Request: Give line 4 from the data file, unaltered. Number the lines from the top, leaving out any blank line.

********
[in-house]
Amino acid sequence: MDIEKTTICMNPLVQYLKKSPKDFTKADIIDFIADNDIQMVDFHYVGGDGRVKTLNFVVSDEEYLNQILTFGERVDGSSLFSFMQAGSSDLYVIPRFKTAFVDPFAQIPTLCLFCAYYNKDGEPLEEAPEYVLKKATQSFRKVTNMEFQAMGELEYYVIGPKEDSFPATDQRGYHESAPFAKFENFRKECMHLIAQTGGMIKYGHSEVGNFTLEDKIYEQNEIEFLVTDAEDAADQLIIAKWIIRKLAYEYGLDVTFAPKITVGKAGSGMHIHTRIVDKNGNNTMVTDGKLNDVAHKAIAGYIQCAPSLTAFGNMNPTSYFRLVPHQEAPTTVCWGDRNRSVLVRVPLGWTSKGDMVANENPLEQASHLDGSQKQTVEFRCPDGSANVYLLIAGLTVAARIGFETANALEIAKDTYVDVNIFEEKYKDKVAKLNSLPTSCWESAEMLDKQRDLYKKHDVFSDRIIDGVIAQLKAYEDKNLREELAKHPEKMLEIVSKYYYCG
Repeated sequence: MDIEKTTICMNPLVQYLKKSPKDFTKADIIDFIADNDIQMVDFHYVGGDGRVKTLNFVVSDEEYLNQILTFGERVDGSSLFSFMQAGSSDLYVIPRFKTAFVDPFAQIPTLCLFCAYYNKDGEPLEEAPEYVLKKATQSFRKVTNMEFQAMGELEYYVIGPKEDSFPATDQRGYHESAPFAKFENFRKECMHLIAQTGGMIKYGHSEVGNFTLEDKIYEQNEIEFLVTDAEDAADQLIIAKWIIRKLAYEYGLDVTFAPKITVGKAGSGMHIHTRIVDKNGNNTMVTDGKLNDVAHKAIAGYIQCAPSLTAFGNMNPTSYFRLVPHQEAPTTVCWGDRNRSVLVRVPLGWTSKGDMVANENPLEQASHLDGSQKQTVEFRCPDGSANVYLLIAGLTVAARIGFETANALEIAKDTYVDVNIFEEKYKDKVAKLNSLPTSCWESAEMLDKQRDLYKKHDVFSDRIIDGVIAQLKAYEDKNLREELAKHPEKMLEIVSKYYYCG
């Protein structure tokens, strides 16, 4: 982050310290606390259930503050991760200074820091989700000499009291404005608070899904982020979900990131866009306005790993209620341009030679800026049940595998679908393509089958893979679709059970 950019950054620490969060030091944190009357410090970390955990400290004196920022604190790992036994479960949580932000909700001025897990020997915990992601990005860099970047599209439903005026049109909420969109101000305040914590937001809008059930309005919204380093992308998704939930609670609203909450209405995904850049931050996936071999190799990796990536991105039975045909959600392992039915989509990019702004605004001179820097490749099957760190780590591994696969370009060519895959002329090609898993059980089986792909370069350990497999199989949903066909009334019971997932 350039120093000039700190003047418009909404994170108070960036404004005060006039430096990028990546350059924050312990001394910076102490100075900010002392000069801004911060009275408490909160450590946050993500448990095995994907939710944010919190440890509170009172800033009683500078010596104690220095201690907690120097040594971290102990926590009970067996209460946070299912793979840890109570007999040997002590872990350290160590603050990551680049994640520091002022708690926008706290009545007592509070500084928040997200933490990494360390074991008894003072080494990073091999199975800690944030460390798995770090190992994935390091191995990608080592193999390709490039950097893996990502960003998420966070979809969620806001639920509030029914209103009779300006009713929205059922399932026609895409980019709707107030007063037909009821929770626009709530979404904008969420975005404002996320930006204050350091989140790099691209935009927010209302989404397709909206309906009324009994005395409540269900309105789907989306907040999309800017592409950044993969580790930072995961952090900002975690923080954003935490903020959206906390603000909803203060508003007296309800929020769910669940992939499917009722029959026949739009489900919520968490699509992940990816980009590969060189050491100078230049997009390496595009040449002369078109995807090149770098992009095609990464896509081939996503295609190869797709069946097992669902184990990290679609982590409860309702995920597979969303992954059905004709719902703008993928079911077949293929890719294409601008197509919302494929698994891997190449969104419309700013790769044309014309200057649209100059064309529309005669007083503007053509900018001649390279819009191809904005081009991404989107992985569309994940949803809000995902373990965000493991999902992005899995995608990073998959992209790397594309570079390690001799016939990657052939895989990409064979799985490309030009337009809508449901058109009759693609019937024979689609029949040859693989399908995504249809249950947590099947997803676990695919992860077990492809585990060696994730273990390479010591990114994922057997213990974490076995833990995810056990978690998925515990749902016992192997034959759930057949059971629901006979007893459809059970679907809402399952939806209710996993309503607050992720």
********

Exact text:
């Protein structure tokens, strides 16, 4: 982050310290606390259930503050991760200074820091989700000499009291404005608070899904982020979900990131866009306005790993209620341009030679800026049940595998679908393509089958893979679709059970 950019950054620490969060030091944190009357410090970390955990400290004196920022604190790992036994479960949580932000909700001025897990020997915990992601990005860099970047599209439903005026049109909420969109101000305040914590937001809008059930309005919204380093992308998704939930609670609203909450209405995904850049931050996936071999190799990796990536991105039975045909959600392992039915989509990019702004605004001179820097490749099957760190780590591994696969370009060519895959002329090609898993059980089986792909370069350990497999199989949903066909009334019971997932 350039120093000039700190003047418009909404994170108070960036404004005060006039430096990028990546350059924050312990001394910076102490100075900010002392000069801004911060009275408490909160450590946050993500448990095995994907939710944010919190440890509170009172800033009683500078010596104690220095201690907690120097040594971290102990926590009970067996209460946070299912793979840890109570007999040997002590872990350290160590603050990551680049994640520091002022708690926008706290009545007592509070500084928040997200933490990494360390074991008894003072080494990073091999199975800690944030460390798995770090190992994935390091191995990608080592193999390709490039950097893996990502960003998420966070979809969620806001639920509030029914209103009779300006009713929205059922399932026609895409980019709707107030007063037909009821929770626009709530979404904008969420975005404002996320930006204050350091989140790099691209935009927010209302989404397709909206309906009324009994005395409540269900309105789907989306907040999309800017592409950044993969580790930072995961952090900002975690923080954003935490903020959206906390603000909803203060508003007296309800929020769910669940992939499917009722029959026949739009489900919520968490699509992940990816980009590969060189050491100078230049997009390496595009040449002369078109995807090149770098992009095609990464896509081939996503295609190869797709069946097992669902184990990290679609982590409860309702995920597979969303992954059905004709719902703008993928079911077949293929890719294409601008197509919302494929698994891997190449969104419309700013790769044309014309200057649209100059064309529309005669007083503007053509900018001649390279819009191809904005081009991404989107992985569309994940949803809000995902373990965000493991999902992005899995995608990073998959992209790397594309570079390690001799016939990657052939895989990409064979799985490309030009337009809508449901058109009759693609019937024979689609029949040859693989399908995504249809249950947590099947997803676990695919992860077990492809585990060696994730273990390479010591990114994922057997213990974490076995833990995810056990978690998925515990749902016992192997034959759930057949059971629901006979007893459809059970679907809402399952939806209710996993309503607050992720």